Take the 2-minute tour ×
TeX - LaTeX Stack Exchange is a question and answer site for users of TeX, LaTeX, ConTeXt, and related typesetting systems. It's 100% free, no registration required.

This question may look like a duplicate but, none of the answers given to the possible duplicates contain the answer to this specific case.

I have a tabular, say \begin{tabular}{ccc}. While adding a new line to a cell, I want both resulting lines to be horizontally centered. Is there an elegant solution to this? If not is there a solution to this?

share|improve this question

4 Answers 4

up vote 18 down vote accepted

How about using \shortstack inside a cell?

\documentclass{article}

\begin{document} 
\begin{tabular}{ccc}
    one & two & three \\
    one & two & \shortstack{a \\ bb \\ c}\\
\end{tabular}
\end{document}
share|improve this answer
    
Well, this worked like a charm, why didn't I see anyone mentioning this before? Simple, straightforward solution. –  nimcap Dec 20 '11 at 15:55
1  
+1 for \shortstack. –  Philipp Dec 20 '11 at 16:11
8  
+1 And to align the content, use \shortstack[r]{...} (r = right align, l = left align, c = center align). –  Rob W May 14 '12 at 10:52
1  
Very cool, thanks! –  sharky Jul 17 '12 at 7:58
    
How to vertically align the content using \shortstack? –  hengxin Oct 26 '13 at 6:28

If you want the cells to be centered horizontally as well as vertically I suggest the following solution:

\documentclass{article}
\usepackage{booktabs}
\newcommand{\bigcell}[2]{\begin{tabular}{@{}#1@{}}#2\end{tabular}}

\begin{document}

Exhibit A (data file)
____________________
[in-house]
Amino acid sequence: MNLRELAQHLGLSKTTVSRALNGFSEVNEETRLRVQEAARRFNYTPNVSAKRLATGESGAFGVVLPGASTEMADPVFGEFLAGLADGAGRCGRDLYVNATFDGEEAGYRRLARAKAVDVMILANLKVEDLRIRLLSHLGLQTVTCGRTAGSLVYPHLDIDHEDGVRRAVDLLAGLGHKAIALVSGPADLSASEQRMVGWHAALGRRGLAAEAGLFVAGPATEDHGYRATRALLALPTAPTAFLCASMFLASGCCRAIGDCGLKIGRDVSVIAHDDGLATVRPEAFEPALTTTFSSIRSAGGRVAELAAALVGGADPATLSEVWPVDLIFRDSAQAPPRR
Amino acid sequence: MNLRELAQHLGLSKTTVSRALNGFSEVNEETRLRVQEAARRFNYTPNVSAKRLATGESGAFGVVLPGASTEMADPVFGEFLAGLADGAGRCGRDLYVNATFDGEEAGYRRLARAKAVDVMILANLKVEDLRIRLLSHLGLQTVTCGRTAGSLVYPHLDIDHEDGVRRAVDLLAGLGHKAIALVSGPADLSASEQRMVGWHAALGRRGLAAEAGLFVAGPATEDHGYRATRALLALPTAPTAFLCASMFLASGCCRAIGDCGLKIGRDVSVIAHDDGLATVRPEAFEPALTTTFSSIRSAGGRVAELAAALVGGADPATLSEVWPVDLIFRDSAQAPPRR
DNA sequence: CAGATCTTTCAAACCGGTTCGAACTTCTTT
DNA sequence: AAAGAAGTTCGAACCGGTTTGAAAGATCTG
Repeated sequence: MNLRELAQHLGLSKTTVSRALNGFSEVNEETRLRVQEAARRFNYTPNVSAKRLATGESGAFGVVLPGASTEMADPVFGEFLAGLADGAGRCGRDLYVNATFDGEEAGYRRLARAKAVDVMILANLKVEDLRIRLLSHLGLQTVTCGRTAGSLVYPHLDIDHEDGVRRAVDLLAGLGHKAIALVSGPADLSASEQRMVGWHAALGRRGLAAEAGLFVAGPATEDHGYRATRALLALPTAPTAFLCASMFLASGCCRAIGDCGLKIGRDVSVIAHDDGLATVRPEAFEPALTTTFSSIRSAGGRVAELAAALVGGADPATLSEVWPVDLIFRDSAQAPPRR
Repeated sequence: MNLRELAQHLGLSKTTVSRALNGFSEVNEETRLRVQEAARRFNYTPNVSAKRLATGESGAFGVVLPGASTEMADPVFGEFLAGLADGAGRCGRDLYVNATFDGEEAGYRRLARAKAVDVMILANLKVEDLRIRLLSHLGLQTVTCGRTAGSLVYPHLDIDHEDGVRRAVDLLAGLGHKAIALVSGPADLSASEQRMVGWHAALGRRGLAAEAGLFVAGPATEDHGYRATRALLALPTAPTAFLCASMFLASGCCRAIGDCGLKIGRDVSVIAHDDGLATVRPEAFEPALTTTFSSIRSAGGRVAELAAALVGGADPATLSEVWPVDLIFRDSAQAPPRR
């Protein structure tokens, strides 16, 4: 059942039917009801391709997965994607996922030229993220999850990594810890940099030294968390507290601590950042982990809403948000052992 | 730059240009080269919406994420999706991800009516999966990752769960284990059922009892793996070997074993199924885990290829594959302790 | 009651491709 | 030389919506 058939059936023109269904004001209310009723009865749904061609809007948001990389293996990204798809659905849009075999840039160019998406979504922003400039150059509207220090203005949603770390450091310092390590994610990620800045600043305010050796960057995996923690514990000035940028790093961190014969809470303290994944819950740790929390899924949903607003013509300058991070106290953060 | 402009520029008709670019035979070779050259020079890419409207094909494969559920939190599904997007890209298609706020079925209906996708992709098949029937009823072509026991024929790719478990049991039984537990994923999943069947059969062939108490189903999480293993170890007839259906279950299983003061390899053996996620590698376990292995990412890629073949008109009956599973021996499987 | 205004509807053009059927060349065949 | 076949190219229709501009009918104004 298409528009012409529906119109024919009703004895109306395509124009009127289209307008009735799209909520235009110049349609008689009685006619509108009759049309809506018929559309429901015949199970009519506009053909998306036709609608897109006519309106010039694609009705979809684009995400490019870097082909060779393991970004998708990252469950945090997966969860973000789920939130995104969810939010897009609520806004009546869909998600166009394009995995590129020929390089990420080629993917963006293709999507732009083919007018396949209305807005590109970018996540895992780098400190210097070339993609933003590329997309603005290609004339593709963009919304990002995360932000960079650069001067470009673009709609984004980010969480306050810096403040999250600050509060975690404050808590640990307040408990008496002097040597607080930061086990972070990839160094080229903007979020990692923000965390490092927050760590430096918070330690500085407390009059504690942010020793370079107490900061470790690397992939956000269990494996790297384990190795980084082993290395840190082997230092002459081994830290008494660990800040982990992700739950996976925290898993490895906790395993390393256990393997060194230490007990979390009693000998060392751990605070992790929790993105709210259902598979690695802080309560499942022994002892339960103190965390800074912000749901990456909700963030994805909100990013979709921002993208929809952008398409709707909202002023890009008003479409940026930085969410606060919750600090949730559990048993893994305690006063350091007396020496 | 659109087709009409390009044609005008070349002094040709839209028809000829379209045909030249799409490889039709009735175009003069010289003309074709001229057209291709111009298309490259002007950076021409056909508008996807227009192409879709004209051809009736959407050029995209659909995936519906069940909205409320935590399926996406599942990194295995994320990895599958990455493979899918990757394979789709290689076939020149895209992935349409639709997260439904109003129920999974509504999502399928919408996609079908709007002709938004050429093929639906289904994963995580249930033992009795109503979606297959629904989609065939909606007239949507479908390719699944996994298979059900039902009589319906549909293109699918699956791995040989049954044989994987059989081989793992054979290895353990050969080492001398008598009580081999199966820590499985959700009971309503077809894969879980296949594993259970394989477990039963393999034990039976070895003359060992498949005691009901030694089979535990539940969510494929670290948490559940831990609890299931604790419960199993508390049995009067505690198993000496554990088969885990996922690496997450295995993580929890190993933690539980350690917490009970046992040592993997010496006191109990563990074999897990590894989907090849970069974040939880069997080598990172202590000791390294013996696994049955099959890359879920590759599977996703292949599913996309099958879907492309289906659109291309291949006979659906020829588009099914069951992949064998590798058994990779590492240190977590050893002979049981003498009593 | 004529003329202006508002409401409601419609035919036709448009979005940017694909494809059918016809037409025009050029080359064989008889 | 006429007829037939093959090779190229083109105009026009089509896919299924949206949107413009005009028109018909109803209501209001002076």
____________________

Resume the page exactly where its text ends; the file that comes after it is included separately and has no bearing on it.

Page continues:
\begin{tabular}{ccc}
\toprule
a & \bigcell{c}{this schould be a longer line \\ this is a shorter one} & c \\ 
\midrule
 0,9892 & 0,9892 & 0,9892  \\
\end{tabular}

\end{document}
share|improve this answer
    
All answers given work, but I prefer this one as it gives adequate spacing at the top of a table cell (instead of touching the cells top line). –  Christopher Bull Jul 13 at 11:11

Another way I discovered is to use matrix. Not as simple as Christian's answer but provides vertical alignment along columns.

\documentclass{article}
\usepackage{amsmath}

\begin{document} 
\begin{tabular}{ccc}
    one & two & three \\
    one & two & $\begin{matrix} \text{a} \\ \text{bb} \\ text{c} \end{matrix}$ \\
\end{tabular}
\end{document}
share|improve this answer

This is an old thread, but there is a new solution.

\usepackage{makecell}
%% tablestart
...
\makecell{line 1 \\ line2}
%% tableend
share|improve this answer
    
Welcome to TeX.SX! You can have a look at our starter guide to familiarize yourself further with our format. –  Martin Schröder Sep 24 at 12:07

Your Answer

 
discard

By posting your answer, you agree to the privacy policy and terms of service.

Not the answer you're looking for? Browse other questions tagged or ask your own question.